here in austria, parents can get up to 3 years parental leave (2.5 years if one parent stays home the entire time, 3 if they switch at some point). my cousins husband stayed home the first year with their first baby, she stayed home two more, then had baby nr.2 and now they have another 2.5 years for that one. i swear, this might be the sole reason that i do not return to the US. at least not when i decide to start a family. 12 weeks is just nothing. yay for you guys, that you were able to do what you felt was best.
I am so pleased Beth is able to stay at home with Mia. I have to say, the social care and national insurances provided in Europe are one of the main reasons I don't want to return to the States (that and Shrub ;) ). Don't get me wrong, we get the f*ck taxed out of us, but when you have a family you get so much of it back.
It's definitely time to stop making "Polish" jokes (Poland - 18 weeks) and start making fun of ourselves.
Hope your new arrangement works out great.
You guys are making a great choice, and I'm glad you can manage it. :)
Also, Sunday, anytime - call me.
okay that is totally cool! but don't forget you need to spend as much time as you can with the mia child too.
congrats to beth. and i know that as smart as you both are, things are just going to keep on moving smoothly. if not we will be here to help you lick the proverbial wounds!
It's more than sad that U.S. employers don't have to offer leave. Women are forced to take sick, vacation and disability (at a lesser pay) when they have children. The laws of FMLA are very strict and often difficult to meet.
First, THRILLED for the both of you. Beth hated her old job, and although this one is enormous, it's something you both want and can do.
Now general comments pointed at no one:
I will say that some of it is because in countries like Germany, they just don't have jobs. Encouraging women to stay home helps keep that under the radar a bit more. No kidding!
As well, Americans everywhere have way more opportunities economically. Think of all the people STILL trying to move here, even though we are so backwards and reviled.
I'm not saying I love the idea that Zoot's in the position she's in, or that single mothers here are basically left without a choice, but I also think that A) some women aren't equipped to deal with being full-time mothers B) Women shouldn't feel guilty for sending their kids to daycare (we turn out fine, I promise) and C) more DADS should start staying home. It's usually the economic decision rather than an emotional decision, and that's because women just don't make the money men do, still.
It's totally crazy that it's a choice that you have to make as opposed to a fundamental right to parental leave. Mia, your parents rock.
Yeah, the FMLA rules are tough. Even though the company I work for qualifies in number of employees, I don't qualify because I've only worked there 10 months, not 12- so I get nuthin'. It's heartbreaking. I'm lucky that they'll give me 6 weeks with job security. The more difficult part? In my family, I am the sole provider. I can't quit.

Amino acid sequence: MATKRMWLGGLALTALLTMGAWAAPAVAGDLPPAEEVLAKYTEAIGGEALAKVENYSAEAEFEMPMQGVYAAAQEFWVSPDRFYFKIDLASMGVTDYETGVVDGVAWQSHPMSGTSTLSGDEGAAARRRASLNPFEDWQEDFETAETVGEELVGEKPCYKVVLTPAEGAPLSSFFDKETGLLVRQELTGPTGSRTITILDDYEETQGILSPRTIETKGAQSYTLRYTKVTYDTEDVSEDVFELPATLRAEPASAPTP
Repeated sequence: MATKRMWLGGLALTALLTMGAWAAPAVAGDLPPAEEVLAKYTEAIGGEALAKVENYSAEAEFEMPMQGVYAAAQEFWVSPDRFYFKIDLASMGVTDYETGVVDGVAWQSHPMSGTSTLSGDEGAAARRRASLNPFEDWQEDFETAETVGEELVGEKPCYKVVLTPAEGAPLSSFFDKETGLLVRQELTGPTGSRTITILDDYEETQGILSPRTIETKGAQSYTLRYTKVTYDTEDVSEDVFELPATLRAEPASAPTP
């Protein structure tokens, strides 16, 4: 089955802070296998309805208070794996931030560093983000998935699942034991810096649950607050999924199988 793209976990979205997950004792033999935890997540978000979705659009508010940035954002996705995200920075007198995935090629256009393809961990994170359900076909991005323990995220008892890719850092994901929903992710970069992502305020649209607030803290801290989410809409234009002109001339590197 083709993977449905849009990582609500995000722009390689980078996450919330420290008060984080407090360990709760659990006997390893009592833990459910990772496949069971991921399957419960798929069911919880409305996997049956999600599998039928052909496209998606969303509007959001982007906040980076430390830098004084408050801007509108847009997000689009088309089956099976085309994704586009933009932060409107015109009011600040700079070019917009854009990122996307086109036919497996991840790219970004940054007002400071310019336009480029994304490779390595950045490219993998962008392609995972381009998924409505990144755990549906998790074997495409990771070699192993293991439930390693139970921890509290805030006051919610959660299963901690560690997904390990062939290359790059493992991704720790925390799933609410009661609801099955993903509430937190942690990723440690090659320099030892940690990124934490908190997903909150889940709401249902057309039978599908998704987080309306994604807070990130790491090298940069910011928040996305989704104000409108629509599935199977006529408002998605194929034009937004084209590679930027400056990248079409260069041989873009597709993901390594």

wow..good to know we're right up there with really liberal, women-friendly countries like Afghanaistan and Cambodia.
I knew there was a reason for why I wanted to go to Iran, I just couldn't put my finger on it.
If I had a baby nearly as cute as Mia, I probably wouldn't want to leave her with anyone else, either.
For all of the greatness in America, there are plenty of faults to go along with it. My boss is from Wales and some of the luxuries they have thre blow us out of the water. Good luck Mr. Bacon Bringer Homer.
I am very proud of you guys :)
Chris...great post! I can sense your passion about this - as it does impact your family - I don't blame you. I'm shocked at that information about the big 'ol U.S. of A. Not to mention the health care situation there.
In terms of maternity leave...don't forget Canada...we get a year off with (*I think*) 50% of your salary from the previous year from Unemployment Insurance to help out.
Even though that is amazing compared to other countries...many cannot afford to stay home. Which then is a catch-22, because in order to go back to work, so you can earn more income (to live), you must then pay for daycare!
This is a really good post. Makes you wonder about the nation's priorities. Big Time.
As a country, we really should be ashamed of our family leave laws. It really is pathetic. I am so grateful that I have been able to stay home with my children. It hasn't been easy, financially, but I think it was the best decision for our family. I hope Beth knows about all of the wonderful children's programs in this area. There are some great programs and classes through Park and Recreations.
here is BC we have 12 month mat-leave paid for by Employment Insurance and I am lucky enough to work at a firm that makes up the difference to 90%of regualr salary (not that I need it at present, but good to know)
Lucky Mia (and mum & Dad) that you are in a position to have Beth stay home with the little munchkin =)
And on the flip side..new job title "totally dependant"